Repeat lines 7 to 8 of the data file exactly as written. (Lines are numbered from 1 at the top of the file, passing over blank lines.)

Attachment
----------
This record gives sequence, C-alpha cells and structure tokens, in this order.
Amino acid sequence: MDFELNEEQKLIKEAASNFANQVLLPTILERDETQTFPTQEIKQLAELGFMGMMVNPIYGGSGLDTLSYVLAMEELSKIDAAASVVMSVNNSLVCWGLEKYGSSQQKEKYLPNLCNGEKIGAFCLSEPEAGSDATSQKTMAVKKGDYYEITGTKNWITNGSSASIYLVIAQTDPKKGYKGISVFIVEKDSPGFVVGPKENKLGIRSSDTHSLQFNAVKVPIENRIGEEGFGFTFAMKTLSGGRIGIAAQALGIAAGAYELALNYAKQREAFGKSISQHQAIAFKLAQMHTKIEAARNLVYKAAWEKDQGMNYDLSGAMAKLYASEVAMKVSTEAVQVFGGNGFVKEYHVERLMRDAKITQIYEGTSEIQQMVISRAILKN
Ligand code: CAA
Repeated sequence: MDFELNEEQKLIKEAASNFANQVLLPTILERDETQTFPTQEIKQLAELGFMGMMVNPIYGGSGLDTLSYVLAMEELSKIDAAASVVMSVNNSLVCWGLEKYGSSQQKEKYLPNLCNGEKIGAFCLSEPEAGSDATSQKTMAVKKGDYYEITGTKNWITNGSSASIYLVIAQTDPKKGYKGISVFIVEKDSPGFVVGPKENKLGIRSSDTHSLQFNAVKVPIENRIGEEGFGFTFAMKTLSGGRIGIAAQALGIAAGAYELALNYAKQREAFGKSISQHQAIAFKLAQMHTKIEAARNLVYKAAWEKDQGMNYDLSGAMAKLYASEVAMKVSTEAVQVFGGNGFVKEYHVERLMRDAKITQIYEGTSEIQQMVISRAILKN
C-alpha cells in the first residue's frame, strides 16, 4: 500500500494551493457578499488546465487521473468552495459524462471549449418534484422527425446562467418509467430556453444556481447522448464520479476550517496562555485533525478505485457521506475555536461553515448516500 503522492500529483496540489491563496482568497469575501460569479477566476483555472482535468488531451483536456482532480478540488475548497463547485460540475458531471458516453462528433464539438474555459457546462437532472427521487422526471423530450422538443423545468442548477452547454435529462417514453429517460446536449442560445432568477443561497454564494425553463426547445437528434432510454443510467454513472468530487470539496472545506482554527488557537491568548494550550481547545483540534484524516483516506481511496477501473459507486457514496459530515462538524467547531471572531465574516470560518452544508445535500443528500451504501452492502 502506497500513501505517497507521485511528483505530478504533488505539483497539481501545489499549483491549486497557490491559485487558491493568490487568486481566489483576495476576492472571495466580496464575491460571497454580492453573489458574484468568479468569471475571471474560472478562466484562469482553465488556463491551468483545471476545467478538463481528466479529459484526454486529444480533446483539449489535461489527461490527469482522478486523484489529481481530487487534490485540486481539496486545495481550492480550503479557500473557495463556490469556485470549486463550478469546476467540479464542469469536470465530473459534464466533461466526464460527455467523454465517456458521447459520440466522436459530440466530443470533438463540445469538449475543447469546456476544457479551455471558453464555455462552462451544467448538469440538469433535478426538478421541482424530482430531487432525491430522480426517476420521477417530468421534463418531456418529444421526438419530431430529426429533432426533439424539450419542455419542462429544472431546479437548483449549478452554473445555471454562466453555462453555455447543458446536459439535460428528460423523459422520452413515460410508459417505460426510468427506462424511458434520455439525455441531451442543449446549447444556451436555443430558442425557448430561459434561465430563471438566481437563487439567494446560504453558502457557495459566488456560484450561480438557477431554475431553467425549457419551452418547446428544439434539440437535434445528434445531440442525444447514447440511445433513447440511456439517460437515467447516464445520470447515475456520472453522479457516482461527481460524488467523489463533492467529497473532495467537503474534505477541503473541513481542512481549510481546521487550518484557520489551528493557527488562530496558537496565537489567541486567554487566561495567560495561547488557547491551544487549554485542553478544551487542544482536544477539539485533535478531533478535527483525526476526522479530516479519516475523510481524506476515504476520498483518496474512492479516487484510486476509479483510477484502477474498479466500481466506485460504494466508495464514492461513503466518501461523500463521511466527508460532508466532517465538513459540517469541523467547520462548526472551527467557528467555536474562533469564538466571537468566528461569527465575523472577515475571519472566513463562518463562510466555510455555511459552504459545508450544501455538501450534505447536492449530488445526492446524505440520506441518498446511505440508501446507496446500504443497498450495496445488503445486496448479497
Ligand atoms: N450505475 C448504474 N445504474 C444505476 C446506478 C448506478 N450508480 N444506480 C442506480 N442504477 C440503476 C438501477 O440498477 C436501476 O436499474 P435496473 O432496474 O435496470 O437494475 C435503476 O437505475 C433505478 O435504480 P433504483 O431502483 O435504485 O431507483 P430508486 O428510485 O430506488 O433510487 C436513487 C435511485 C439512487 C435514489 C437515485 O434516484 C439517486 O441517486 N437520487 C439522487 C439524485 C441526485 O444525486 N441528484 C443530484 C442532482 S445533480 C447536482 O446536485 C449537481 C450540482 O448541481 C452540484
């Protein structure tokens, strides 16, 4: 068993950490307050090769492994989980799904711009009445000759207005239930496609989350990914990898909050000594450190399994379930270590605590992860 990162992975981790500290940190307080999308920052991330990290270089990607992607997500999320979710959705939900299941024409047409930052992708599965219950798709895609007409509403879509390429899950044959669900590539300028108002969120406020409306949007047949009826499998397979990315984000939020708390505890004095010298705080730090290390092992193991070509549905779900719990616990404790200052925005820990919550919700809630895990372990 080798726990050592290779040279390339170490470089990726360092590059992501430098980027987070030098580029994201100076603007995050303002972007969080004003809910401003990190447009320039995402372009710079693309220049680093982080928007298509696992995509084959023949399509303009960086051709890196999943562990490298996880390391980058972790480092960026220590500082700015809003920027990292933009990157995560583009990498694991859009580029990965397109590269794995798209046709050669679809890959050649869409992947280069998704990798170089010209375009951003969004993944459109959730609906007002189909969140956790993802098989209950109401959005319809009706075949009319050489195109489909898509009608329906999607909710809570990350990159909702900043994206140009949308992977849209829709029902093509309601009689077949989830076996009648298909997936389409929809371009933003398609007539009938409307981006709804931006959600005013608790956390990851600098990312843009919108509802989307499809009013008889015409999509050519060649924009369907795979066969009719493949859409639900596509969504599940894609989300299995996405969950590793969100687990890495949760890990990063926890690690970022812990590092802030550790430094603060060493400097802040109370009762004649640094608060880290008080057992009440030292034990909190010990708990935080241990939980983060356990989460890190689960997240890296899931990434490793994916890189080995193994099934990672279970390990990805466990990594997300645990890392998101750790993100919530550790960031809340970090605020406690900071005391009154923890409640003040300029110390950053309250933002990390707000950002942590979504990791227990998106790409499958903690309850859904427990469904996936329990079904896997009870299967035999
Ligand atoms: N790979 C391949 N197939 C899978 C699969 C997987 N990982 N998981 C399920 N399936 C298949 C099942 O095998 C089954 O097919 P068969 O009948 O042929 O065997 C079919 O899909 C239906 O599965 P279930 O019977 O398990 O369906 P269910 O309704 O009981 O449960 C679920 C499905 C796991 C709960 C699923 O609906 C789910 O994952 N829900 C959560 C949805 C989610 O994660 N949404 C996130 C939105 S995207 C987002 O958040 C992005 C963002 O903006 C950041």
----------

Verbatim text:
């Protein structure tokens, strides 16, 4: 068993950490307050090769492994989980799904711009009445000759207005239930496609989350990914990898909050000594450190399994379930270590605590992860 990162992975981790500290940190307080999308920052991330990290270089990607992607997500999320979710959705939900299941024409047409930052992708599965219950798709895609007409509403879509390429899950044959669900590539300028108002969120406020409306949007047949009826499998397979990315984000939020708390505890004095010298705080730090290390092992193991070509549905779900719990616990404790200052925005820990919550919700809630895990372990 080798726990050592290779040279390339170490470089990726360092590059992501430098980027987070030098580029994201100076603007995050303002972007969080004003809910401003990190447009320039995402372009710079693309220049680093982080928007298509696992995509084959023949399509303009960086051709890196999943562990490298996880390391980058972790480092960026220590500082700015809003920027990292933009990157995560583009990498694991859009580029990965397109590269794995798209046709050669679809890959050649869409992947280069998704990798170089010209375009951003969004993944459109959730609906007002189909969140956790993802098989209950109401959005319809009706075949009319050489195109489909898509009608329906999607909710809570990350990159909702900043994206140009949308992977849209829709029902093509309601009689077949989830076996009648298909997936389409929809371009933003398609007539009938409307981006709804931006959600005013608790956390990851600098990312843009919108509802989307499809009013008889015409999509050519060649924009369907795979066969009719493949859409639900596509969504599940894609989300299995996405969950590793969100687990890495949760890990990063926890690690970022812990590092802030550790430094603060060493400097802040109370009762004649640094608060880290008080057992009440030292034990909190010990708990935080241990939980983060356990989460890190689960997240890296899931990434490793994916890189080995193994099934990672279970390990990805466990990594997300645990890392998101750790993100919530550790960031809340970090605020406690900071005391009154923890409640003040300029110390950053309250933002990390707000950002942590979504990791227990998106790409499958903690309850859904427990469904996936329990079904896997009870299967035999
Ligand atoms: N790979 C391949 N197939 C899978 C699969 C997987 N990982 N998981 C399920 N399936 C298949 C099942 O095998 C089954 O097919 P068969 O009948 O042929 O065997 C079919 O899909 C239906 O599965 P279930 O019977 O398990 O369906 P269910 O309704 O009981 O449960 C679920 C499905 C796991 C709960 C699923 O609906 C789910 O994952 N829900 C959560 C949805 C989610 O994660 N949404 C996130 C939105 S995207 C987002 O958040 C992005 C963002 O903006 C950041």